In that case you wouldn't have this error, but you could still have some other 
errors coming from other rules. 


> > Best would be to have the full reference y%d%b%c in the error message.
> 
> I think that works not well in the current scheme as one would have to
> store this information somewhere. Either, one resolves from the outside
> to the inside: Resolve "x", which resolves "x%D", which resolves
> "x%D%B"  - and when resolving "B" the "x%D%" part is not available. Or
> one stores that "B" is invalid, then one propagates this information on
> to "D" and then to "x" - at that point one knows that "x" is invalid -
> but the information that it is due to "x%D%B" is lost.
> 
> Additionally, for the example above, should it be "x%D%B" or x%D%B%C or
> ...?
> 
> That's not unsolvable but requires quite some restructuring.
Yes, it was just a thought.

> 
> > Thus, we should stick closely to the standard, point exactly what is
> > prohibited, and not bother too much trying to provide some hints to the
> > users. ;-)
> 
> Exactly: "ERROR: C642"
> 
> Would be the most correct error message, without bothering with the
> error location, variable name - and it also contains the 42. Or even
> better "ERROR: Violating Fortran 2008 standard" ;-)
> 
> If we want to really stick close to the standard, I would propose to add
> an attr.lock_c642_violated to the derived types and check for it later
> in resolve_symbol :P.
> 
> > OK, it is starting to make sense now.
> > I'm not very fond of it, but if you want to keep this diagnostic, at the
> > very least put all that information in a comment. Best would be to
> > provide it (or some of it) in the error message too.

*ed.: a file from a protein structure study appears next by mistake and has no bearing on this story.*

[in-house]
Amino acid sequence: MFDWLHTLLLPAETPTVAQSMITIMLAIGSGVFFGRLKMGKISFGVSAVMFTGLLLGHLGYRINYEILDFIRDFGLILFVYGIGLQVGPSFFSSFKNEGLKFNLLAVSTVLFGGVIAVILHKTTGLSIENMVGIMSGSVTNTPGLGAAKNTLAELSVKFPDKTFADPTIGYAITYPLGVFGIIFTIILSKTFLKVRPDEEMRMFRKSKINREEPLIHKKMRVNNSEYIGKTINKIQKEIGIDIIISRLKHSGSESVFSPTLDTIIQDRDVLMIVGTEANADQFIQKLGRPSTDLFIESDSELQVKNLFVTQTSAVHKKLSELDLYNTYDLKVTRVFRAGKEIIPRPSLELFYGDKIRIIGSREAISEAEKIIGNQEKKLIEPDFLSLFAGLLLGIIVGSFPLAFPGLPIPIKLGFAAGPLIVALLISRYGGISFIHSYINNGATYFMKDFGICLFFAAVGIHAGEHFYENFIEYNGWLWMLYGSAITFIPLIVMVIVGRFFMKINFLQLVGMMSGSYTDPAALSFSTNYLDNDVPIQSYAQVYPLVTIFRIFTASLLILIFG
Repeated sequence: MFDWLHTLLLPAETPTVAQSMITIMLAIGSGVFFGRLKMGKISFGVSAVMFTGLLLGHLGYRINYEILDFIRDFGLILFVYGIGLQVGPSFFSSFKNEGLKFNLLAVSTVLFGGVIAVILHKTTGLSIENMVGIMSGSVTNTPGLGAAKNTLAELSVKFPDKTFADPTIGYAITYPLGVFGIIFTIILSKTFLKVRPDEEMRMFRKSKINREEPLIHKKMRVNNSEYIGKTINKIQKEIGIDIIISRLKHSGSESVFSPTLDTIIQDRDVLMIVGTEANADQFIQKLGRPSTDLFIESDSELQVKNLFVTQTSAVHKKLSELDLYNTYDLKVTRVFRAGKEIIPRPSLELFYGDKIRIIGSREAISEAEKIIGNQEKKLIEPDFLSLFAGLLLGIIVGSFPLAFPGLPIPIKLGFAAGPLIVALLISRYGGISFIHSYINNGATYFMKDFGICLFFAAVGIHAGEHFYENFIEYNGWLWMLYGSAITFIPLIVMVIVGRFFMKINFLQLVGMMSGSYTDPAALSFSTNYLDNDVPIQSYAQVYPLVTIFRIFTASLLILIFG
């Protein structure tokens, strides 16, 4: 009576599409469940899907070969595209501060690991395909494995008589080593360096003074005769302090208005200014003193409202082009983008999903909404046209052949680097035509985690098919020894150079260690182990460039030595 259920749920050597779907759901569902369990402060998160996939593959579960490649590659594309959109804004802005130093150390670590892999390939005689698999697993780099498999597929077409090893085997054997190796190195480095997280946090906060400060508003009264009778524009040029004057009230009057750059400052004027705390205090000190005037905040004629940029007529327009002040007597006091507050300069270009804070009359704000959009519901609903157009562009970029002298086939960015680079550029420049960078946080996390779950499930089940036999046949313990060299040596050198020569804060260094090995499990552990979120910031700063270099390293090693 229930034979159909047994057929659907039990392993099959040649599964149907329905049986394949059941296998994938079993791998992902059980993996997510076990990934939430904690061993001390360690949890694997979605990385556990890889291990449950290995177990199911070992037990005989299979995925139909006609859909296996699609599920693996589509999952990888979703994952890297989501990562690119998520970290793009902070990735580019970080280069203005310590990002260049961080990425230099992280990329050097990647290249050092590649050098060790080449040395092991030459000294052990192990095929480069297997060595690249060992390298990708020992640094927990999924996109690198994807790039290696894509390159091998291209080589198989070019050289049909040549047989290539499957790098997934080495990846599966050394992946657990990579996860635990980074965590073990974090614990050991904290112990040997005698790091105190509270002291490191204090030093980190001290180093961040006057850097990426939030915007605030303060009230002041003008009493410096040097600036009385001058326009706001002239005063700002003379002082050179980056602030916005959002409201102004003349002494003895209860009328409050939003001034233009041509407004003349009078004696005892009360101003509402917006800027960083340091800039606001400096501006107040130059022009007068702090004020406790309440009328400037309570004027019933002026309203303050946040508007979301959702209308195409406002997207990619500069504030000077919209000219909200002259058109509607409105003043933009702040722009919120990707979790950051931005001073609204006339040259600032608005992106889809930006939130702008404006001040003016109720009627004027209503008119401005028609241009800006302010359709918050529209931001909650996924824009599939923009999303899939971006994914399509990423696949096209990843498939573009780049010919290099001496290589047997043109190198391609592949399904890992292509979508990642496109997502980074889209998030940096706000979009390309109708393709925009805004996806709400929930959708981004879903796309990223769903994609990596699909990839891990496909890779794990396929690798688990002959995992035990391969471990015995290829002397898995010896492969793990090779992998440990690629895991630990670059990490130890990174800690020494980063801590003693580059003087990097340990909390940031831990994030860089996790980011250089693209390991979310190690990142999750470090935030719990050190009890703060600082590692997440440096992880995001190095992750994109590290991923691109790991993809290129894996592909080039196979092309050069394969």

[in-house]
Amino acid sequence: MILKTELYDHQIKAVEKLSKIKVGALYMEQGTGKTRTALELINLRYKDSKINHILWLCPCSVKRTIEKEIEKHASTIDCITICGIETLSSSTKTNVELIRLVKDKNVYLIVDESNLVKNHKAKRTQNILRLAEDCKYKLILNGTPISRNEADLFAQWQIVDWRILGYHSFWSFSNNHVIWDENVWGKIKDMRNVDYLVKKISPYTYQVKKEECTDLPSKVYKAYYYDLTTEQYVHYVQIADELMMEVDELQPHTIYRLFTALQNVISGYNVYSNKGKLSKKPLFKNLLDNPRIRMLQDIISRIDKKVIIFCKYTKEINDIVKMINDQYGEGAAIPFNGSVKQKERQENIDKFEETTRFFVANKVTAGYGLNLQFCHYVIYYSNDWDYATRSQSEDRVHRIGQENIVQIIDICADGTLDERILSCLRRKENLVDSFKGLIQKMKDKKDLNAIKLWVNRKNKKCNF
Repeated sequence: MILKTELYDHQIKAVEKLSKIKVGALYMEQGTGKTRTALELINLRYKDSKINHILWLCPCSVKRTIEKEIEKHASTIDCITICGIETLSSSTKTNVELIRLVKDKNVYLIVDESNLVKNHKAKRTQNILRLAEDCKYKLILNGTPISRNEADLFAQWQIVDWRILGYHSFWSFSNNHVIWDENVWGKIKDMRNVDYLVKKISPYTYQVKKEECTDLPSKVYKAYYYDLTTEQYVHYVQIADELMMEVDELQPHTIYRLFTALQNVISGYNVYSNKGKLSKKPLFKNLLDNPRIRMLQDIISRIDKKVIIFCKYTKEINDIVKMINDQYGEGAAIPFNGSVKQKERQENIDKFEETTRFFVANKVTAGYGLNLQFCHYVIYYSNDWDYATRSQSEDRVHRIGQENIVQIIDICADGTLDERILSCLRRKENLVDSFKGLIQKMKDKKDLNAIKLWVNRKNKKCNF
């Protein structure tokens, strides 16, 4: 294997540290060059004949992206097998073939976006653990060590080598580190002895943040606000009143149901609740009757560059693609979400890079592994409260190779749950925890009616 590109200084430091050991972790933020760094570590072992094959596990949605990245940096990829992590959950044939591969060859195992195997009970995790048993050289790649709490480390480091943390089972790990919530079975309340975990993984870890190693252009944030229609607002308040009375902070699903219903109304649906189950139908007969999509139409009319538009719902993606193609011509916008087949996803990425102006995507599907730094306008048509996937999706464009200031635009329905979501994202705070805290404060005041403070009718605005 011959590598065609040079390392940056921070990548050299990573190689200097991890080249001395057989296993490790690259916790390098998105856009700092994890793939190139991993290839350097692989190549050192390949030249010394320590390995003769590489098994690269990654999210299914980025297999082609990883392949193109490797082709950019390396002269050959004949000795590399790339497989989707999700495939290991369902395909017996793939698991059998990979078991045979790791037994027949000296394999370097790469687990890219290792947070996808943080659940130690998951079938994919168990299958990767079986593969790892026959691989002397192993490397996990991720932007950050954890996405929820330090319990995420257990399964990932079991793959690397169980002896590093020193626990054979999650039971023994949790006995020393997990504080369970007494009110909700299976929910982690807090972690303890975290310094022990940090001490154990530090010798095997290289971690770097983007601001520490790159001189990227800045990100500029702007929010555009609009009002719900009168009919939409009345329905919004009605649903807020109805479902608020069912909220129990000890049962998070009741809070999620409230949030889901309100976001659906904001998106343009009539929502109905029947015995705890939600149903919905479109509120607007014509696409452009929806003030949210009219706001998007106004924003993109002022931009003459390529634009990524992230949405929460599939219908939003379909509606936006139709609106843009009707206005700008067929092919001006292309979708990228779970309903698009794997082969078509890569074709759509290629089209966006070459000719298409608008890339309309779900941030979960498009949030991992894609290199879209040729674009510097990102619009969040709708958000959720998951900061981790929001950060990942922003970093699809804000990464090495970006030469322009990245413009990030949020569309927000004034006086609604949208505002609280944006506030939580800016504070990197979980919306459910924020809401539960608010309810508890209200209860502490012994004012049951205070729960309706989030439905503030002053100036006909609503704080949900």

> 
> I made three attempts to get the LOCK_TYPE diagnostics kind of right. I
> can also do a fourth attempt, if it is cleaner or for some other reason
> better. However, I only do it if I get a clear outline how it should be
> done, i.e. which information is stored where, where it is obtained and
> how the error message should roughly look like.
> 
> The problem with the wording is that the constraint itself is not
> directly checkable but that one has to do it in a slightly convoluted
> way. Actually, the standard does the same: Certain things are prohibited
> as one bumps into other constraints if one tries to sneak past the
> constraint.
My point is we should let the user bump himself into other constraints and 
figure out what is right. 

> 
> I do not mind having something better, but coming up with some concise
> but still correct - and helpful! - comment is not that simple.
> 
> >> Having said that, I just realized that the following program is not
> > 
> >> rejected but it should:
> > That's exactly the reason why I don't like it. It's sufficiently
> > difficult to get it right while sticking closely to the standard that
> > one doesn't want to try picking one rule every 40 pages and see what is
> > left after intersecting them.
> 
> Sorry, I cannot follow. The standard does not have constraint C123456789
> saying that it is invalid. The invalidity comes the combination of
> several constrains and definitions. 
My point is we should diagnose the constraints, not the combination of them...

> That makes it difficult to spot all the cases which are (in)valid,
...for exactly this reason.

> but I do not see how one can prevent it.
> Thus, I claim I am "sticking closely to the standard" by rejecting the
> invalid code.
> 
> I agree that the wording could be better - but it is also difficult to
> write it in such a way that it helps a user when debugging a code as
> there might be different reason for the mistake.
> 
> Furthermore, I have stared too long at the code to be apt to find good
> wordings, thus, I am happy for suggestions for better comments and error
> messages.
I'll propose some.

Mikael
Steve Kargl - Aug. 4, 2011, 5:37 p.m.
On Thu, Aug 04, 2011 at 03:18:46PM +0200, Tobias Burnus wrote:
> On 08/04/2011 02:44 PM, Mikael Morin wrote:
> >>and I belief both "var%comp" and
> >>"var" are named.
> >My reading is that a named variable is a variable that is an object-name.